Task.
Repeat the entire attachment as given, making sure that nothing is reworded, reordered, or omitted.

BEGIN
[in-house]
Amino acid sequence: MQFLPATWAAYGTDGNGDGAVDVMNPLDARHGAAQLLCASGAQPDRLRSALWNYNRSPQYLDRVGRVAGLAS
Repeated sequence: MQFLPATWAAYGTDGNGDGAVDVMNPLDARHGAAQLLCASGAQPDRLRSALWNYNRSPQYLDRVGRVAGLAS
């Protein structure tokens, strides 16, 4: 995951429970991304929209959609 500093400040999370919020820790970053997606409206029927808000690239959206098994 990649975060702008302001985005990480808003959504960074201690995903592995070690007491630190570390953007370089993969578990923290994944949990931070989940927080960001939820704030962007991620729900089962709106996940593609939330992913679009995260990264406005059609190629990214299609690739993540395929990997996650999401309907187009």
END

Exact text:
[in-house]
Amino acid sequence: MQFLPATWAAYGTDGNGDGAVDVMNPLDARHGAAQLLCASGAQPDRLRSALWNYNRSPQYLDRVGRVAGLAS
Repeated sequence: MQFLPATWAAYGTDGNGDGAVDVMNPLDARHGAAQLLCASGAQPDRLRSALWNYNRSPQYLDRVGRVAGLAS
């Protein structure tokens, strides 16, 4: 995951429970991304929209959609 500093400040999370919020820790970053997606409206029927808000690239959206098994 990649975060702008302001985005990480808003959504960074201690995903592995070690007491630190570390953007370089993969578990923290994944949990931070989940927080960001939820704030962007991620729900089962709106996940593609939330992913679009995260990264406005059609190629990214299609690739993540395929990997996650999401309907187009």